Source: PhysicsWeb
Researchers at Jerusalem University have developed a way to create 3D structures by chemically folding flat paper discs. The discs are treated with a monomer solution which is then heated, causing the paper disc to curl up in accordance with the pattern formed by the monomer solution. Regions of higher concentration shrink more than those of lower concentration so by varying the concentration over the surface of the disc, the final structure can be precisely controlled.

Source: Globe and Mail
A film crew claims to have identified the location of Jesus's ossuary, and has completed DNA analysis of it and its companion. The other ossuaries apparently contained the remains of Mariamne (Mary Magdelene), Matthew, and Yose (Jesus' brother). DNA testing showed that Yeshua (Jesus) and Mariamne were not related, indicating that they may, instead, have been married. The original bones were, apparently buried in unmarked graves long ago in accordance with Jewish custom. The ossuaries have been proven by archaeologists to be authentic and from the same time period, but there is no way to confirm that this is the same Yeshua on which the Christian Bible is based. Odds of it NOT being the same have been estimated at between 1 in 600 to 1 in 42 million. The documentary will air on the Discovery channel on March 4.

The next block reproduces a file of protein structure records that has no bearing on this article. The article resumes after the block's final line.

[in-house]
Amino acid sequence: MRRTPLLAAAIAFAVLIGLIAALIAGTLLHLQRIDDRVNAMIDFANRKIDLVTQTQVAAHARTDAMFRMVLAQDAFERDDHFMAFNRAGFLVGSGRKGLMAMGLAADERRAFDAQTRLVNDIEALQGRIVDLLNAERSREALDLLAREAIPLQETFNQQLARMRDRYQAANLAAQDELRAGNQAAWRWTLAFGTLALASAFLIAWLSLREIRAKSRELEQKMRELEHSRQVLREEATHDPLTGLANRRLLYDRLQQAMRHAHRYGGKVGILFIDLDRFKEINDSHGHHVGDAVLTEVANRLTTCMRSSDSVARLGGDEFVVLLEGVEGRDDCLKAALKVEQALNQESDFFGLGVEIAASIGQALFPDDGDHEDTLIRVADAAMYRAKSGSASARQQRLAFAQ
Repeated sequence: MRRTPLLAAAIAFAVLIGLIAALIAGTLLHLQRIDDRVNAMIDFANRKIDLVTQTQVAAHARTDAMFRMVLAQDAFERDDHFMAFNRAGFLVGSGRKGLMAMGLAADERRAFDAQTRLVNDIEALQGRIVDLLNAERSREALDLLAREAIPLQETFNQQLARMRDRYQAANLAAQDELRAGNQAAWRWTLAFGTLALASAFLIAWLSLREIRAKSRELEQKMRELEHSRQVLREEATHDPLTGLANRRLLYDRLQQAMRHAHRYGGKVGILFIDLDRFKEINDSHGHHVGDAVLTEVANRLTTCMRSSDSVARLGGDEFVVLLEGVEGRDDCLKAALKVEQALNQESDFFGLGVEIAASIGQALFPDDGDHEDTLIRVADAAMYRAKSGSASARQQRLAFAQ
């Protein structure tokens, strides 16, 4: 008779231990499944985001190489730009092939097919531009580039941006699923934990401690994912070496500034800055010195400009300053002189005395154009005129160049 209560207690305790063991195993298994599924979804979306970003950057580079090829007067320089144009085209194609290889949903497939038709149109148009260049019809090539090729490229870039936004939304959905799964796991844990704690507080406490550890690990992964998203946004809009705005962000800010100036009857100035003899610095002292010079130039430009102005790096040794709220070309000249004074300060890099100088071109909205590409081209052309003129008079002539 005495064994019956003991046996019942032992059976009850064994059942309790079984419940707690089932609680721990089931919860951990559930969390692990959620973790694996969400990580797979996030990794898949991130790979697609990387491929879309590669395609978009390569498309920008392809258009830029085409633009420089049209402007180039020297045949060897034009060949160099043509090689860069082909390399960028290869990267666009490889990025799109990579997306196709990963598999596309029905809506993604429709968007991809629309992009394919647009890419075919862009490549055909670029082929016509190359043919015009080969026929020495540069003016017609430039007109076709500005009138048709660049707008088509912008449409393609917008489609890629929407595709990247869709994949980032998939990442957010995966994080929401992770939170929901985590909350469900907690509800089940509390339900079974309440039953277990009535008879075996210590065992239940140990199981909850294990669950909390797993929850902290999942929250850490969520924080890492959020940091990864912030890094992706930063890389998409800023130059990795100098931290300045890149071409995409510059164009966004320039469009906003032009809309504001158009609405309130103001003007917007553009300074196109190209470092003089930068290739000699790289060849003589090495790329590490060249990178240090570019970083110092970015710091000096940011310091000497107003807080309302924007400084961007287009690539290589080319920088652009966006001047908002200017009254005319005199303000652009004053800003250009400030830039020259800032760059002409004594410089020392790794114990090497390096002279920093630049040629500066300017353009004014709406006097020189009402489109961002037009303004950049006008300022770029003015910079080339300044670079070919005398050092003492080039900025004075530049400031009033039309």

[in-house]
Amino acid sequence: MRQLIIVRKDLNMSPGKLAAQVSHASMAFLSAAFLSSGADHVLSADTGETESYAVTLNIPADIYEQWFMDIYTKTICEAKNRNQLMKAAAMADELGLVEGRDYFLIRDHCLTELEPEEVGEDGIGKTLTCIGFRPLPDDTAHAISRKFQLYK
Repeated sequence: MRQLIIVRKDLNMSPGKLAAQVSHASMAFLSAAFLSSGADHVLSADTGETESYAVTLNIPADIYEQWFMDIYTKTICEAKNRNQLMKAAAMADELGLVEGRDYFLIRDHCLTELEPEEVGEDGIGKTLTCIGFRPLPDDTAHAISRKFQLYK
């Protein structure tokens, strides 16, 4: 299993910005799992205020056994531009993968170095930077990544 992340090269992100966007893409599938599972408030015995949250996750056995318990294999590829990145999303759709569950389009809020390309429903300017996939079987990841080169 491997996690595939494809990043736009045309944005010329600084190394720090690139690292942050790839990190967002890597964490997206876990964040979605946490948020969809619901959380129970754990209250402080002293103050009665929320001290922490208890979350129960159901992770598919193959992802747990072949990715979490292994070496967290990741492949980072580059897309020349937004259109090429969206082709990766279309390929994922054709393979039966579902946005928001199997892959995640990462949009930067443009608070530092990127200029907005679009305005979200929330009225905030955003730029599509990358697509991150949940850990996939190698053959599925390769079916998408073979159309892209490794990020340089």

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Source: Engadget



The DAVID laser scanner (cool name, obvous sign of intelligence) is not so much a device as a way of using commonly available equipment and a bit of (free) software to perform 3D laser scanning. Instructions on how to do this are available at The Institute for Robotics and Process Control. They don't include a way to stitch different views together, but for those who are interested, search for an algorithm called ICP (Iterative Closest Point) and go from there.